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Warfront
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Krishna

Published in Issue 13

Coming from a country of stories and storytellers, Indian animation professionals are sitting on a gold reserve. Yet, we are miles behind the Western world. We spoke to few leading names to find out the reason and understand the Indian animator’s sensibilities and practices The house unanimously opined that we need to develop more original ideas and also create exclusive stories for animation, rather than going the other way round.

 

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The Mahabharata has been told and depicted in various forms and formats. However, Freelance Illustrator and Concept Artist, Mukesh Singh, never felt satisfied and believed there was more to the story. In Graphic India’s project 18 Days, he illustrates the characters and their stories in a whole new light.

Jayadrath and Duryodhan

CG: Your artwork is a tribute to India’s rich mythology and culture. What gravitated you towards the subject of Mahabharata? As an illustrator, how do you relate to the story and the characters? How is it different from other projects that you’ve worked on?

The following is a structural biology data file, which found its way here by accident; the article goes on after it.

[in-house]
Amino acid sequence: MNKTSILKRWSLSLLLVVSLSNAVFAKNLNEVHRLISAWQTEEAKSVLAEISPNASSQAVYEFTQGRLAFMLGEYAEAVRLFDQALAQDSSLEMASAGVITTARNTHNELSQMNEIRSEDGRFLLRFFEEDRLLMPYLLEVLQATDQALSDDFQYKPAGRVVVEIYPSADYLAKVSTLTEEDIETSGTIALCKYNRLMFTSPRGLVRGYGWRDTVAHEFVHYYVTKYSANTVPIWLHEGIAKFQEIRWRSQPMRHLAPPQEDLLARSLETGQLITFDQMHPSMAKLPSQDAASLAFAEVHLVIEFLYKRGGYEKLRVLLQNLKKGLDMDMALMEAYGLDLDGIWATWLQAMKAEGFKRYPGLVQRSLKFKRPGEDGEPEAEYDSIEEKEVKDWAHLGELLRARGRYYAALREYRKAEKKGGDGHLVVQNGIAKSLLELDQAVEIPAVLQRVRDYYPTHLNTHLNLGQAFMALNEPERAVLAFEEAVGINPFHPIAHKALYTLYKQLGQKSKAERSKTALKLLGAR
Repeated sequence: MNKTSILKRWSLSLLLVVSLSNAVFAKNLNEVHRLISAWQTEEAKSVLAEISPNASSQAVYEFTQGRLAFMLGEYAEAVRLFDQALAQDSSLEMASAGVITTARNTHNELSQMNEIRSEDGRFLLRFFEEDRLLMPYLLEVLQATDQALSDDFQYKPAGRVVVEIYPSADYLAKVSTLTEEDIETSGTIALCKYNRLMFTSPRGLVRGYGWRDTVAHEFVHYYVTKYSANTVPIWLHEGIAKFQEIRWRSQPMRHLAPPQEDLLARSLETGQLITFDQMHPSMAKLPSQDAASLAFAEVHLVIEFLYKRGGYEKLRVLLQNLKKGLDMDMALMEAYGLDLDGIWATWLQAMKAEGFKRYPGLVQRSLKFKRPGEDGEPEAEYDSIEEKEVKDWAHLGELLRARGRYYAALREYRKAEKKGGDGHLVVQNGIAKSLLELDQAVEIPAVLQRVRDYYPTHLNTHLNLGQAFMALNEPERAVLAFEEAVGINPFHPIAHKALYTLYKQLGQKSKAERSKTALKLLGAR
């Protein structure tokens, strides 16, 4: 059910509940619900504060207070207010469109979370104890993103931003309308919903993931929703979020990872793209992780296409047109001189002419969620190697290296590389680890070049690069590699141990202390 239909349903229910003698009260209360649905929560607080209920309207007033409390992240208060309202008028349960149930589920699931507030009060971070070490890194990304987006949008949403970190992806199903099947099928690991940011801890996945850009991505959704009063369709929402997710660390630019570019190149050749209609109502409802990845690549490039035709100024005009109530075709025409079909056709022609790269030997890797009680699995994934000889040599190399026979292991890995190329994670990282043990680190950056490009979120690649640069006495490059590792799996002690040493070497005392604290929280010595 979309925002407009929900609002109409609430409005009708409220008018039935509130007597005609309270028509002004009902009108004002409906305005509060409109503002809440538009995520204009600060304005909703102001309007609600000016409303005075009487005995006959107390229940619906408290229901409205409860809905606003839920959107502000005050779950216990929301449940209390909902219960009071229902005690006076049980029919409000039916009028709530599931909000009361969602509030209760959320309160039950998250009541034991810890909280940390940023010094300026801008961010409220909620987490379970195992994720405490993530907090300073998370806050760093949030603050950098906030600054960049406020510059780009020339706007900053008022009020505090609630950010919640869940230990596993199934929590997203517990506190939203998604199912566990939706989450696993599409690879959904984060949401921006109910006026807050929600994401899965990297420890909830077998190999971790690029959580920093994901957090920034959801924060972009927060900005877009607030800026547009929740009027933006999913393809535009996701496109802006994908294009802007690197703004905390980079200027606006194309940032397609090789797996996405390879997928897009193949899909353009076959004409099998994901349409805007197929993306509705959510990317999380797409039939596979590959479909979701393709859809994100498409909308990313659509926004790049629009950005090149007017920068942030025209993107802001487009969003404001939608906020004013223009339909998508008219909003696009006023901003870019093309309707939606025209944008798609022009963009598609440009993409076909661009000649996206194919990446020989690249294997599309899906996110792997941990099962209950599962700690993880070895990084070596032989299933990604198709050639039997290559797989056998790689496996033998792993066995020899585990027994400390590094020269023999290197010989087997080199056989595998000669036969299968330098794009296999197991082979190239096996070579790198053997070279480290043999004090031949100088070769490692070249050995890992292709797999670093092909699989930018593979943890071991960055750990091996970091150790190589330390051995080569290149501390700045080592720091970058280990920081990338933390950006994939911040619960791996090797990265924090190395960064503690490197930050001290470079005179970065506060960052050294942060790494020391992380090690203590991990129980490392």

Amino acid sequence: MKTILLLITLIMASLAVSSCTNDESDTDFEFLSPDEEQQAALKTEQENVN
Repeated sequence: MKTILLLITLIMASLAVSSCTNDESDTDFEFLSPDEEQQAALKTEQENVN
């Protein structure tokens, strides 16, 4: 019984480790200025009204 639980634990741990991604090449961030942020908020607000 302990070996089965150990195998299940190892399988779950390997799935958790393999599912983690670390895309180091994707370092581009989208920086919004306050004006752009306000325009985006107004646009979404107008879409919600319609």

MS: “Whatever is here is found elsewhere. But what is not here, is nowhere else”. This is the Mahabharata. It is the epic of epics, one that can be told again and again, generation after generation and still ring true. For all of their vain glorious powers, all the warriors, kings and queens are human, susceptible to the species’ frailties. Each character is a story in itself and the epic beautifully traces their lives from birth to eventual death. Read it with an expansive view of the affairs of men and Gods or choose your favourite character and walk with them as they make their way through life. Whoever you are, you will find something in the book to relate to and make of it what you will. At a personal level, compared to other projects, it was different in the sense that while I was already familiar with every major character it was also an opportunity to revisit them. But this time I was not part of the audience. I found myself set loose in a familiar world where I could not just wonder the what ifs, but also act upon my convictions.

The Mahabharata
Enter Man God

CG: Before you could manifest the story in your own style, how did you study the script and understand the storyline? Was it as simple as reading a book, or like a writer? Did you spend some time living in India and soaking in the environment?